Critical Thinking – Shady Oak Primary School

Critical Thinking

We Teach Lifelong Critical Thinking Skills

Establishing critical thinking skills at an early age gives children a remarkable advantage. This is another example of purposeful education. Critical thinking means students are building on their existing knowledge to figure out a new piece of data. It gives them the ability to tap into their own resources. Here’s how we instill critical thinking skills in our students.

Play-based Learning

We use play-based and collaborative learning approaches. This stimulates a child’s critical thinking. There are many ways to teach 2+2. We try to figure out how the child wants to learn their best way to get the correct answer, 4. Play-based learning allows students to solve a problem in a safe and fun environment. When it involves a team working together to find a solution, it fosters critical thinking. Students draw knowledge not only from their teacher, but also from other students.

Real-world Interactions

We are not teaching our children in a bubble. Learning does not only happen within the school grounds. We walk around our neighborhood. We explore our community. We encourage community service. We want our students to recognize they have not only the ability to contribute – they have a responsibility to contribute. We adopt charities and do work for them that can be done on campus. For example, we helped out an episodic homeless program for mothers and children who have been displaced. We organize and wrote all the thank you cards that were delivered to donors. It was a huge help for a non-profit already strapped for volunteers. And it’s a notch in the belt of critical thinking skills for our students.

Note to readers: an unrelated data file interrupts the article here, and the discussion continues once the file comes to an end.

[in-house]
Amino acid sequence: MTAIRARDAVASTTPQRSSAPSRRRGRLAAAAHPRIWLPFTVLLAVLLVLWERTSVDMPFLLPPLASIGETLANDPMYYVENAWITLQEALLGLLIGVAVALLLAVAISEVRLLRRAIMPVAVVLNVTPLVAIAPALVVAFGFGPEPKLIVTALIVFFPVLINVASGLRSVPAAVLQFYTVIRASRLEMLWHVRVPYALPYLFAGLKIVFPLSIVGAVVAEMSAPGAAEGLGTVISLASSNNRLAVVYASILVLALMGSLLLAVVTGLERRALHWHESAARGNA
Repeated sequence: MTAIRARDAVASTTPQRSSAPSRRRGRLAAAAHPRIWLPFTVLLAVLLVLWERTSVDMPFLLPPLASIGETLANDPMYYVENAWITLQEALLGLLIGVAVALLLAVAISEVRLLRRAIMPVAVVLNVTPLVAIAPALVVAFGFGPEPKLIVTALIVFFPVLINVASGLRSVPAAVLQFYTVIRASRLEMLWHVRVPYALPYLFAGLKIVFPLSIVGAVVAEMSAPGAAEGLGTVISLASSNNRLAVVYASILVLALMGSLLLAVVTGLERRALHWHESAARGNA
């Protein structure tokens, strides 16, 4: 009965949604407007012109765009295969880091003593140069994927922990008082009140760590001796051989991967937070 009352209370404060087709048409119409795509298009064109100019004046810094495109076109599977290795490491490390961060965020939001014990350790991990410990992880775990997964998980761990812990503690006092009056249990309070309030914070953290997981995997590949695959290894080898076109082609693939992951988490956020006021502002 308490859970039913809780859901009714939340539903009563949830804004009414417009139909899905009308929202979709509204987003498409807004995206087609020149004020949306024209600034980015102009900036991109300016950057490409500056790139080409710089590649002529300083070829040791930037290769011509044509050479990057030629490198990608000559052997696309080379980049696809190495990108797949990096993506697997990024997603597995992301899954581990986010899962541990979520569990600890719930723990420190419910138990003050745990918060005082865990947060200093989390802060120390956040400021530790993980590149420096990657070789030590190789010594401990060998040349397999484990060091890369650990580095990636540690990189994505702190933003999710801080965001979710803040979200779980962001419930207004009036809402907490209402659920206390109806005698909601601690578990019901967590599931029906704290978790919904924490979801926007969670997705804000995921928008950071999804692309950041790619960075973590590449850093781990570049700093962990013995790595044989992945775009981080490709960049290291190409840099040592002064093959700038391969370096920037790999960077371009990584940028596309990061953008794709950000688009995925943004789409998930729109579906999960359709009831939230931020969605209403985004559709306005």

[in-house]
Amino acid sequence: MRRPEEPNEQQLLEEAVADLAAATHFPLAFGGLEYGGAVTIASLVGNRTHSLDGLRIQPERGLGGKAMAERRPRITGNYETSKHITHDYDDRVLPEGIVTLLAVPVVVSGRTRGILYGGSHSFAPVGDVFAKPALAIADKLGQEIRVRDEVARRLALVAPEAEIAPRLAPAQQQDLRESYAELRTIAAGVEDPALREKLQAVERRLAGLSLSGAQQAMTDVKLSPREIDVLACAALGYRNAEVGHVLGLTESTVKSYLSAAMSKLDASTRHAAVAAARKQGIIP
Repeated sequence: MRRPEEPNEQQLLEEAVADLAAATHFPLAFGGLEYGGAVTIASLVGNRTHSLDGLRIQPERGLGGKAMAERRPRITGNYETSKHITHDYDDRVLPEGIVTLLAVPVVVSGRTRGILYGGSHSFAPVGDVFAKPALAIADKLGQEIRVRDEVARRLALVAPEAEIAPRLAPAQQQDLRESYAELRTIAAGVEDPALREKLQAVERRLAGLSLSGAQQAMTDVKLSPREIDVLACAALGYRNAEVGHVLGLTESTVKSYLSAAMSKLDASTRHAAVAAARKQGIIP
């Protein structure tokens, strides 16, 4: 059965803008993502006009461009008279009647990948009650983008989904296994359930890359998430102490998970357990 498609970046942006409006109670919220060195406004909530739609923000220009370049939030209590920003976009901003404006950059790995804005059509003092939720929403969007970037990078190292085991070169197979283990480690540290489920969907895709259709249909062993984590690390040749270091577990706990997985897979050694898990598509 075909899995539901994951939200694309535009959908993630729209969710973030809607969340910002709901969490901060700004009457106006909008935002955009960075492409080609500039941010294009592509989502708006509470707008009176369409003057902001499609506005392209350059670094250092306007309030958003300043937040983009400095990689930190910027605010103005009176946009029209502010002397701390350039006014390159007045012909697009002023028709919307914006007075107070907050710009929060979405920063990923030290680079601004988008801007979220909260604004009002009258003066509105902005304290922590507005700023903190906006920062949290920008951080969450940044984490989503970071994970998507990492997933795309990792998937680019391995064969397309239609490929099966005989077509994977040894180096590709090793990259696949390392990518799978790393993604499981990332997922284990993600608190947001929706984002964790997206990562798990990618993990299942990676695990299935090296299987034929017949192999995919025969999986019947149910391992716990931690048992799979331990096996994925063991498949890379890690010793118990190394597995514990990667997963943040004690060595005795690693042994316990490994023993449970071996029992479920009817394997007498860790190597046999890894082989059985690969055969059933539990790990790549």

The Power Of Reflection

Improvement happens so much quicker when we are willing to critically review what worked and what didn’t. We believe in instilling great lifelong habits in our students and reflection is one of the most important habits a child can learn. At the end of each class, students pull out their journals and record in either picture form or the written word, what they learned; what did or did not get the results they wanted. This allows them to use their own ideas to make improvements for the future.

Genius Afternoon

The whole idea behind purposeful education is to find the best way a child learns. That will be different for each student. We educate individuals so, we want our students to figure out what they enjoy doing. Then we figure out how to educate them with that in mind. One way we do this is by holding “Genius Afternoon” every Friday. Students are given the opportunity to explore something that is interesting to them. Over time they develop a plan for how they’re going to pursue the subject. Then they’ll present their plan to the rest of the class or school. This puts the power of learning directly in our students’ hands.

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